EGU General Assembly 2020
© Author(s) 2020. This work is distributed under
the Creative Commons Attribution 4.0 License.

One Million Years of Human-Landscape Interaction in the Ethiopian and Kenyan Rift-System

Annett Junginger1,2 and Simon Kuebler3
Annett Junginger and Simon Kuebler
  • 1Department of Geosciences, Eberhard Karls University Tuebingen, Tuebingen, Germany (
  • 2Senckenberg Centre for Human Evolution and Paleoenvironment (S-HEP), Tübingen, Germany
  • 3Department of Earth and Environmental Sciences, LMU Munich, Munich, Germany

Landscapes form the basis for the development of human habitats. Studying human-landscape interactions thus requires an understanding of the character and evolution of landscapes on different temporal and spatial scales. In Africa, key anthropological sites are often associated with the tectonically active sectors of the East African Rift. But the landscapes inhabited by our ancestors have undergone massive changes over time, changes driven by climatic variability as well as long-term geomorphological and tectonic processes. River courses have changed, lakes expanded and then disappeared, and volcanic and tectonic activity formed steep fault scarps and barriers. Here we present a review of archaeological, paleo-climatological, paleo-limnological, tectonic and soil nutrients data sets of the southern Ethiopian and Kenyan Rift System in Eastern Africa of the past 1 Million years. Results suggest that tectonic processes and climatic change created a unique suite of landscape features potentially advantageous for human inhabitance. The combined analysis thus allows the quantification of styles and rates of surface modification, which in turn can be used for reconstructing ancient landscapes.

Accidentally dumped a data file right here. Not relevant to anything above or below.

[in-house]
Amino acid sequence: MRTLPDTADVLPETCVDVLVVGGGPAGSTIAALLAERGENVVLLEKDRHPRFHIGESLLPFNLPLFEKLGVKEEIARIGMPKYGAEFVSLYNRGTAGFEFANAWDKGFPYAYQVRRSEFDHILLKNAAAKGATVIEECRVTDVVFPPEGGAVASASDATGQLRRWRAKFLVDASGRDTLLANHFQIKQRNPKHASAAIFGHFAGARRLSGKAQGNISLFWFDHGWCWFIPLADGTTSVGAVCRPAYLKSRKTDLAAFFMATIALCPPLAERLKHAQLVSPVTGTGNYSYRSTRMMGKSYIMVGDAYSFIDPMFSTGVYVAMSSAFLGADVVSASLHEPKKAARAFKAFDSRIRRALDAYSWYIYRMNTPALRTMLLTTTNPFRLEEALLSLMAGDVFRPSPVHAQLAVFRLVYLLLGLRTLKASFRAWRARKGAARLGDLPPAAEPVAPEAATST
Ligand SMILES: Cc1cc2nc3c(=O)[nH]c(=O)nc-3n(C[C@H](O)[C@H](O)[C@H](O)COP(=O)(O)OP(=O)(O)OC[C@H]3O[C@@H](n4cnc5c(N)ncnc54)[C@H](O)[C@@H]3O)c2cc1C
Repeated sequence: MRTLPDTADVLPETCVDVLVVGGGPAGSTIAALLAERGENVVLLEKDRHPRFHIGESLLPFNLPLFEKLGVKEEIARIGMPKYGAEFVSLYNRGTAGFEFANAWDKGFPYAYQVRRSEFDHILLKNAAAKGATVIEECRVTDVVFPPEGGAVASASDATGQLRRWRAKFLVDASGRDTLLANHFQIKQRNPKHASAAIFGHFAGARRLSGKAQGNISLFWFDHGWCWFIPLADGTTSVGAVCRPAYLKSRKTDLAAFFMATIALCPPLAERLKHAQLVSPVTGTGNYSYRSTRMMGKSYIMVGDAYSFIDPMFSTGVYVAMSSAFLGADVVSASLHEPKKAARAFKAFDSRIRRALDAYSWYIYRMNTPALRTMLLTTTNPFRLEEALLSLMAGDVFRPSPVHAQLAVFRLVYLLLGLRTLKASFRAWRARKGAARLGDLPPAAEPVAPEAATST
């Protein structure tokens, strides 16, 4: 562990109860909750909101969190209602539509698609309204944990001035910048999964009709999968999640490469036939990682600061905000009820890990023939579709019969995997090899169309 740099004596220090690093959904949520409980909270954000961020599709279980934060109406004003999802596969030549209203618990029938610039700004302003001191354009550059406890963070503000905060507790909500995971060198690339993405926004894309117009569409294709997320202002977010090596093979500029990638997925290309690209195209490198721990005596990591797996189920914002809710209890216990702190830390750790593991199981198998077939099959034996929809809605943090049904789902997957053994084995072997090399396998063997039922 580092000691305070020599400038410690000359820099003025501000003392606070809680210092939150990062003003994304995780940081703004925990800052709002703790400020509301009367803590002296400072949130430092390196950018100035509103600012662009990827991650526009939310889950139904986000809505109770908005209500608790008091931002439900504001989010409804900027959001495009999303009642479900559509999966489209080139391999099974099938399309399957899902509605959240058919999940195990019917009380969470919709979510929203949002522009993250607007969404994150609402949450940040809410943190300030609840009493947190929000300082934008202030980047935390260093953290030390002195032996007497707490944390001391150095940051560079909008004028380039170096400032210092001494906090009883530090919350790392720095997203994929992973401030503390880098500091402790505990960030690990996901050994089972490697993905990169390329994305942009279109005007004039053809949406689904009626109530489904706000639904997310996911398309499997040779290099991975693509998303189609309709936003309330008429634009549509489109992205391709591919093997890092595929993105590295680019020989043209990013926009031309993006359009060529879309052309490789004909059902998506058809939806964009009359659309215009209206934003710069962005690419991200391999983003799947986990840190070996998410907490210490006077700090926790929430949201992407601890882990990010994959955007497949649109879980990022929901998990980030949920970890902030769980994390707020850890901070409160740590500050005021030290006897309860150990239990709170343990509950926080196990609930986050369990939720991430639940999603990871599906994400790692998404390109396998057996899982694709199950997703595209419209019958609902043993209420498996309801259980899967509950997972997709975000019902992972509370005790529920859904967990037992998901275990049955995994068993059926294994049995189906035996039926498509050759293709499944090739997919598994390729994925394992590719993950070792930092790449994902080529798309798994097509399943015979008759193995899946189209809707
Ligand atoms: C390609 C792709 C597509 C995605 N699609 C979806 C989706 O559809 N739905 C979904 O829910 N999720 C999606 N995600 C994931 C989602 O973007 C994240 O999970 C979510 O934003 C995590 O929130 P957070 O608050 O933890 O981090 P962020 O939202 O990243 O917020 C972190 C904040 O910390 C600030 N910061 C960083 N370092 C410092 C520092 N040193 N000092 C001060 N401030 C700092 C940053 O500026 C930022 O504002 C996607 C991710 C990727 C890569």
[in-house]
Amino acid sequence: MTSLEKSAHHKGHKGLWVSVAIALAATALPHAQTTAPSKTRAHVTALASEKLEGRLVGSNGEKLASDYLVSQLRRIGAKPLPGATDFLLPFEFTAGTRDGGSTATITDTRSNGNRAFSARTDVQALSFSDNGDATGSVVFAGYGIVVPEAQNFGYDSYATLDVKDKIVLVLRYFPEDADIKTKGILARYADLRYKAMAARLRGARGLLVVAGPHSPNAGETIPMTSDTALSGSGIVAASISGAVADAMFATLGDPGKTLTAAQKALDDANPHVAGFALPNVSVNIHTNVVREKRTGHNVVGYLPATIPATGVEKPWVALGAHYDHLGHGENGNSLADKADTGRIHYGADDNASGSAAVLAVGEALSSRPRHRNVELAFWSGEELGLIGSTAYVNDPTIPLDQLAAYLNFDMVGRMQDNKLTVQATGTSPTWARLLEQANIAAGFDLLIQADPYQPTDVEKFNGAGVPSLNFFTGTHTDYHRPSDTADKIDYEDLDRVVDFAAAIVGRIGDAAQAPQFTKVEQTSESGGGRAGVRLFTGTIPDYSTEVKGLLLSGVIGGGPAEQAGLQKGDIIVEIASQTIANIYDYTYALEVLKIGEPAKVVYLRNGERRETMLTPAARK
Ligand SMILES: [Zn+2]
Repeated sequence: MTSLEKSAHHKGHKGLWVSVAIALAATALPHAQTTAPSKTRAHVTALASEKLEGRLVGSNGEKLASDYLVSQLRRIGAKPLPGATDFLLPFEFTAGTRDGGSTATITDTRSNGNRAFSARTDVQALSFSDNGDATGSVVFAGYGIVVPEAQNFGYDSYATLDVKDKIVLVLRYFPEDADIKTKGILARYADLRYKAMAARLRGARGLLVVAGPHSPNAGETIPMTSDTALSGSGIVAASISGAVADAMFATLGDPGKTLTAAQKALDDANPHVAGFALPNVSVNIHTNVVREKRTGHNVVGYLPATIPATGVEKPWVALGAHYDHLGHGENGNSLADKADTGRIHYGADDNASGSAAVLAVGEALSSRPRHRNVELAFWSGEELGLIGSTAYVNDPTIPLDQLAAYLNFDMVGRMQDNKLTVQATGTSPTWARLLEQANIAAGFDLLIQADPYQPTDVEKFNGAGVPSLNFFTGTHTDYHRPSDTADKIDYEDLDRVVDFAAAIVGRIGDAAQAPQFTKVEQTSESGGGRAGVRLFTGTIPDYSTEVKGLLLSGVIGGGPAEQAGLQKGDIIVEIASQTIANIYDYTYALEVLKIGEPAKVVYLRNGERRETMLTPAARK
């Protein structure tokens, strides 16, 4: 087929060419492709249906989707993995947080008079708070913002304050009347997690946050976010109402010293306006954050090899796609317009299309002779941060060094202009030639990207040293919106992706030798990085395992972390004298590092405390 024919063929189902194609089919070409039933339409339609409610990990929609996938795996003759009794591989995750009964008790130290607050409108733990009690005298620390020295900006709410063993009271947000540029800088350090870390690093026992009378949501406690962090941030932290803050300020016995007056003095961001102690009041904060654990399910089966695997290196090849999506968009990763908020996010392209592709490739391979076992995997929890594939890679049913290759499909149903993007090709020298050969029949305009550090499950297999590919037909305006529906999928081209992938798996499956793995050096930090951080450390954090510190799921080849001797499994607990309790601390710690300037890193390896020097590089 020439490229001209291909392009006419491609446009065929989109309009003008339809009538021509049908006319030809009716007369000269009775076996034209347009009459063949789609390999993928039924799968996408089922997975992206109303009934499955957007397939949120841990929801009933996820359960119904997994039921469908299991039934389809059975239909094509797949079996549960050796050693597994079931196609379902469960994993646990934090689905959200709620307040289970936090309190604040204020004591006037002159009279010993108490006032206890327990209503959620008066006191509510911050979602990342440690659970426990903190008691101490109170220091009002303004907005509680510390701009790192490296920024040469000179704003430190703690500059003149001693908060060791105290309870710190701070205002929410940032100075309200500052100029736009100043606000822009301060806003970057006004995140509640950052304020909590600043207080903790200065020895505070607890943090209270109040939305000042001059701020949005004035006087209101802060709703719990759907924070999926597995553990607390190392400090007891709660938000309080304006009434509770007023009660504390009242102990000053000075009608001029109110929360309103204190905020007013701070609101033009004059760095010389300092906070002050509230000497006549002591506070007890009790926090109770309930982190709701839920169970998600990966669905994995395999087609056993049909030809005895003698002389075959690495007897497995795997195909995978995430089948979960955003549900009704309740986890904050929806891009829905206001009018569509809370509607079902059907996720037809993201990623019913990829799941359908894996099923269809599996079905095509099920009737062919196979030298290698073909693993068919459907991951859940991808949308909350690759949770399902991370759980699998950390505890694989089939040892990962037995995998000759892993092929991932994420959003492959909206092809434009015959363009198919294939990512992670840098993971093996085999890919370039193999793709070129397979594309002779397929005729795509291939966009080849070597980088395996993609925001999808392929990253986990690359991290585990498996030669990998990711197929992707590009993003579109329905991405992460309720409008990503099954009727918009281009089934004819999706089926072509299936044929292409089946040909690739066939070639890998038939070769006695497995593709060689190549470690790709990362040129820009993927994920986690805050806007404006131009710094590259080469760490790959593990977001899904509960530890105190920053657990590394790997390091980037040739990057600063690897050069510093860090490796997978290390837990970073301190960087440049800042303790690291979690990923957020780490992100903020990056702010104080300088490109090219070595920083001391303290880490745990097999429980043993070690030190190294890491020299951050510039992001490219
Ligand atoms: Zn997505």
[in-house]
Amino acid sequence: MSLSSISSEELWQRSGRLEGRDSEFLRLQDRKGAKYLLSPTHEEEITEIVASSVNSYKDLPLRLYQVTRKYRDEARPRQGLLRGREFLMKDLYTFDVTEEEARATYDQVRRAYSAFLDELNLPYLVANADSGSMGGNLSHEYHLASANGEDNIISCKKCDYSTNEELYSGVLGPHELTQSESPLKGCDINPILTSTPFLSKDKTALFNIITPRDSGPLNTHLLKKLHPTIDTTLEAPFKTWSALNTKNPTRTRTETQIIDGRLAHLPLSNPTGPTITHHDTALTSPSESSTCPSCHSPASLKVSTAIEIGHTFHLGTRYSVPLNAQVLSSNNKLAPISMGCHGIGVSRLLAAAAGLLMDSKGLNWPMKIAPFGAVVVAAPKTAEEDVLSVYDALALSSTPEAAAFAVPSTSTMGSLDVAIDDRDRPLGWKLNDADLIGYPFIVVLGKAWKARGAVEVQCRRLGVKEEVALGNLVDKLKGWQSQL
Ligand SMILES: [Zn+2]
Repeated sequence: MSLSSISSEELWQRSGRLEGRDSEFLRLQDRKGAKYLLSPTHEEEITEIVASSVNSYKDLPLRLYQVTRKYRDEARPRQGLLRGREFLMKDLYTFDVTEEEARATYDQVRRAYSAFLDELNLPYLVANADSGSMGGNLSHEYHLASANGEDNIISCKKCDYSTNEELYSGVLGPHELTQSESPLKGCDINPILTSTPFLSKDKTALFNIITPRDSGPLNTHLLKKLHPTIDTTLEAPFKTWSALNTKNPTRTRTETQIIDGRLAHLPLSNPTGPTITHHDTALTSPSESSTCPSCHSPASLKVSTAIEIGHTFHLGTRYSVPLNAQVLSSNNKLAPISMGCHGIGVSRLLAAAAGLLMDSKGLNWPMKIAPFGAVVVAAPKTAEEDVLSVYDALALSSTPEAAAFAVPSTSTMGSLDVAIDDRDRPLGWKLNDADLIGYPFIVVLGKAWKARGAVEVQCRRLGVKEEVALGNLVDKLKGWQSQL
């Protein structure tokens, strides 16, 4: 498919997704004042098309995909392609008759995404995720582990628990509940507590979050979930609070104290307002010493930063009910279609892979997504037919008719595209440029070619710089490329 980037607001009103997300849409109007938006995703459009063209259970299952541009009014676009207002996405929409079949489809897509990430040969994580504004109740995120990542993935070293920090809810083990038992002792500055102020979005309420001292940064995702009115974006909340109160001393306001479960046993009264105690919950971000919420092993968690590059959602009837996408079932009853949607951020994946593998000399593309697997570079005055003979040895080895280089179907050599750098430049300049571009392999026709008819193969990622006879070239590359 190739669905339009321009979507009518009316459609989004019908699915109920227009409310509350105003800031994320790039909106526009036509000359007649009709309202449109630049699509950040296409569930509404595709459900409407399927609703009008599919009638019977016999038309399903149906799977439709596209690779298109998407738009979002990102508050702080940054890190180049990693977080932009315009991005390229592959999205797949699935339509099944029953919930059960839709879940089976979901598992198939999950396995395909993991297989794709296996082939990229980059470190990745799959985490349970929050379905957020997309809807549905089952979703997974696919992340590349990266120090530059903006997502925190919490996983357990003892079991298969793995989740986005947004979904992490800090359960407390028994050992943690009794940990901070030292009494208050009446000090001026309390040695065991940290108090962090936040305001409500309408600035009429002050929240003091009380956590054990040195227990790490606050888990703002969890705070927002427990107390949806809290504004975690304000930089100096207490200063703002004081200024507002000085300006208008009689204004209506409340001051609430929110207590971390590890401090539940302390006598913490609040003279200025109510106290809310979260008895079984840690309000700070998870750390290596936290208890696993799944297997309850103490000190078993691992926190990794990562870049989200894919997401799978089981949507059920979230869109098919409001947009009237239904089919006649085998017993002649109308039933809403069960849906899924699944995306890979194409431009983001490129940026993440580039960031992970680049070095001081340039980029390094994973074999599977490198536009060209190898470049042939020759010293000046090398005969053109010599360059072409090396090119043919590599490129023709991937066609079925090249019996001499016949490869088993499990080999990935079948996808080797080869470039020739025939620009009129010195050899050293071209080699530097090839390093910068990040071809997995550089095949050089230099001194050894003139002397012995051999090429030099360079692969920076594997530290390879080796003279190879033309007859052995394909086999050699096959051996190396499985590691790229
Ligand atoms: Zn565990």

How to cite: Junginger, A. and Kuebler, S.: One Million Years of Human-Landscape Interaction in the Ethiopian and Kenyan Rift-System, EGU General Assembly 2020, Online, 4–8 May 2020, EGU2020-9748,, 2020